Some business groups, particularly retail and restaurant groups, worked with agency officials to craft the look-back rule. “I think they understood clearly that in the retail and chain restaurant industries, employees will often not fall into neat full- and part-time categories,” said Neil Trautwein, employee benefits policy counsel at the National Retail Federation. “Once you get away from manufacturing, it’s not an uncommon problem in the business world.”
But what happens when an employee goes from full-time to part-time? J.D. Piro, a senior vice president in charge of the health law group at the benefits consulting company Aon Hewitt, said the rules were unclear. “Do you get to keep your coverage?” he said. “Or do you follow the Cobra rules,” which govern what happens when an employee loses health insurance because of a reduction in hours or losing the job? “That’s what employers need guidance on — which rules take precedence.”
Mr. Perretta, however, said he believed that the I.R.S. had taken the position that the employee would keep the coverage through the end of the stability period. And if it turned out that the worker still managed to average a full-time schedule, which would be possible if he or she made the switch late in the period, the company would have to offer insurance in the next stability period as well or face the penalty. Under this interpretation, then, a full-time employee who switched to part-time in, say, August, would be entitled to an additional 16 months of insurance coverage.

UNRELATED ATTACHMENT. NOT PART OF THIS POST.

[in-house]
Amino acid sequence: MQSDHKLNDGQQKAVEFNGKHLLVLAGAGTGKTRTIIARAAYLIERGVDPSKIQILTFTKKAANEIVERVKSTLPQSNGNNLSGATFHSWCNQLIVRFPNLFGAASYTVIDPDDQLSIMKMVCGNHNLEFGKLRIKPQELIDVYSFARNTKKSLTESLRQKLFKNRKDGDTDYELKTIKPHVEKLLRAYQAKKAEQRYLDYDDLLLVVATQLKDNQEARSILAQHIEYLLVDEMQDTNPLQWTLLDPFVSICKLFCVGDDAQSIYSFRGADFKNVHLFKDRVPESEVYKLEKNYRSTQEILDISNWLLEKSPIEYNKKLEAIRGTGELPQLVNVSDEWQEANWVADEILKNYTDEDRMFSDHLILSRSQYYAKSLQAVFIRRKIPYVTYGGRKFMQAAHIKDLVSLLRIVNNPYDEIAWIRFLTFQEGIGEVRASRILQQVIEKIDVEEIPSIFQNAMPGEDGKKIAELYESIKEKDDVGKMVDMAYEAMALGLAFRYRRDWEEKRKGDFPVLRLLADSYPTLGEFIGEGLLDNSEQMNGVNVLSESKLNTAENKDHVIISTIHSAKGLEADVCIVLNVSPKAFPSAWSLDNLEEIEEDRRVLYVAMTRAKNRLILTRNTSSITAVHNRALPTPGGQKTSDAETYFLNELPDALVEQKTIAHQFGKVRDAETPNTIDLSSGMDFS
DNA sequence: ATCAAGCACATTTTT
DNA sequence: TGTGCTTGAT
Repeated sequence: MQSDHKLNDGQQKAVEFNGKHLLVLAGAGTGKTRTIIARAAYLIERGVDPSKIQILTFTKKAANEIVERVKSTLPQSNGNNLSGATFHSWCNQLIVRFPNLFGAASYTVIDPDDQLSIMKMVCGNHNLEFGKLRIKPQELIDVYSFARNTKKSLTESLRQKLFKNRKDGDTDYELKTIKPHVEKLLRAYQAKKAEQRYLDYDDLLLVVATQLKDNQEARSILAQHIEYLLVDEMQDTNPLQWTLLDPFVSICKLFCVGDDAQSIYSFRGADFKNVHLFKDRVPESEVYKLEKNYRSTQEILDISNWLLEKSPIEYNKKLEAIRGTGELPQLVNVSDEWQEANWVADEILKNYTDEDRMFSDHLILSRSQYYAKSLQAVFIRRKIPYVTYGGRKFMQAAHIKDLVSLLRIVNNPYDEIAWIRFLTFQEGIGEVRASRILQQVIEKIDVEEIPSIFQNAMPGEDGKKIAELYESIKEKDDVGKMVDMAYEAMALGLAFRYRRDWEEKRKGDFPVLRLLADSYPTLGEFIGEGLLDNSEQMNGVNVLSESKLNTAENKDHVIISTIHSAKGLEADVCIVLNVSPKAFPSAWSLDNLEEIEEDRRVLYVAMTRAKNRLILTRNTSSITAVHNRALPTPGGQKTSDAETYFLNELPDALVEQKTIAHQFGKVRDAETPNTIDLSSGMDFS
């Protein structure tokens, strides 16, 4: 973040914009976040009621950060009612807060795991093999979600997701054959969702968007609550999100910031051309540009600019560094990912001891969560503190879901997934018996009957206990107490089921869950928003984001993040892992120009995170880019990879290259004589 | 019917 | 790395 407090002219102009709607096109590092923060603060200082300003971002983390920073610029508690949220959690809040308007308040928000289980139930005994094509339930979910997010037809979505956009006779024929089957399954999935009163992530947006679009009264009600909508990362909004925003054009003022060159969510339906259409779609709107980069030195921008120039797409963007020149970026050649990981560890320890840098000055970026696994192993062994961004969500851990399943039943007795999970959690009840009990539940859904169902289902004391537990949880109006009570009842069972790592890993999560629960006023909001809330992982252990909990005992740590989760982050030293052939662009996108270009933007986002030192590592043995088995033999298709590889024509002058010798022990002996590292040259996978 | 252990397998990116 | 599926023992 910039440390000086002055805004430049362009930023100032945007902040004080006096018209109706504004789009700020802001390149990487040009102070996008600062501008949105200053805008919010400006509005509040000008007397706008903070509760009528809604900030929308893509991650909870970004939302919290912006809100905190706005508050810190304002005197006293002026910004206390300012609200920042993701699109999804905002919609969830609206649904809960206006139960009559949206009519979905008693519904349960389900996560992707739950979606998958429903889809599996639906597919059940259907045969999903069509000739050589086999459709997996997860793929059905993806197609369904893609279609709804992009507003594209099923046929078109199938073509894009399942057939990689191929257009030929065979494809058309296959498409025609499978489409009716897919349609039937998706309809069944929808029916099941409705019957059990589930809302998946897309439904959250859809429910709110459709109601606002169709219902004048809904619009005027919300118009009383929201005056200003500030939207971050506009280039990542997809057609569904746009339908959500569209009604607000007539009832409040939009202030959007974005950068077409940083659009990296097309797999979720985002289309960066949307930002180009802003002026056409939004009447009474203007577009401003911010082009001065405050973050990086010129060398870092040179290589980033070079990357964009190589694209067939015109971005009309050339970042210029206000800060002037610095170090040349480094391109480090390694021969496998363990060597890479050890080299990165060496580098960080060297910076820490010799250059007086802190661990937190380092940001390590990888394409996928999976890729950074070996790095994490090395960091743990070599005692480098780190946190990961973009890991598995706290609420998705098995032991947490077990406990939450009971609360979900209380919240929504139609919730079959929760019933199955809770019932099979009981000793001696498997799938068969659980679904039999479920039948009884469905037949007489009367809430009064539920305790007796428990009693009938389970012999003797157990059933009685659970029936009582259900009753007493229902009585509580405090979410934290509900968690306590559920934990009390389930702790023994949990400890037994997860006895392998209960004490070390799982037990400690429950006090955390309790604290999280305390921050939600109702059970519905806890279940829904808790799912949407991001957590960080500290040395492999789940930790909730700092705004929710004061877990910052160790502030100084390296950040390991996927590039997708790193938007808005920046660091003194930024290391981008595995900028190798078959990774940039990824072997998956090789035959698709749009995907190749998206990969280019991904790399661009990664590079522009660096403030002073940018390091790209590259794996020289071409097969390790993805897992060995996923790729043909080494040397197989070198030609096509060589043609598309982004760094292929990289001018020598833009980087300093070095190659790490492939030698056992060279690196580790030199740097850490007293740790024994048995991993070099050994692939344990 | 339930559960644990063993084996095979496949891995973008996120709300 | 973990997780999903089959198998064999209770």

“If you want to avoid the penalty for the folks on the margin who might end up working a full-time schedule, you end up having to assume the complicated machinery for all of the similarly situated” — that is, hourly — “full-time employees,” he said. “I think the I.R.S. will try to find other ways that employers can comply with pay or play without having to use as much machinery if they don’t want to.”
“The stability period is a tough time for employers,” said Mr. Trautwein of the retail federation. But, he added, “It’s a way of ensuring greater continuity of coverage. It’s a problem for employer plans if people are coming and going all the time. It’s also a problem for plans in the exchange.”
And of course, the issue cuts both ways. Workers who switch to full-time status may have to wait a year or more before the company must offer insurance. Families USA, which supports universal health insurance, argued that this is unfair, since the company must offer coverage to a new full-time employee by the fourth month. “Measurement and stability periods should be used to infer a status of variable-hour employees only,” wrote Cheryl Fish-Parcham, the organization’s deputy director of health policy, in a commenton the proposed rule. “Once an employee is no longer a variable-hour employee and is in a full-time position, he or she should be offered coverage within, at most, three calendar months.”
In other words, there’s plenty here for the I.R.S. to think about over the next year. In our next post, we will explore how the I.R.S. and stakeholders representing businesses and workers are wrestling with the employer’s obligation to make sure the insurance it offers employees is affordable.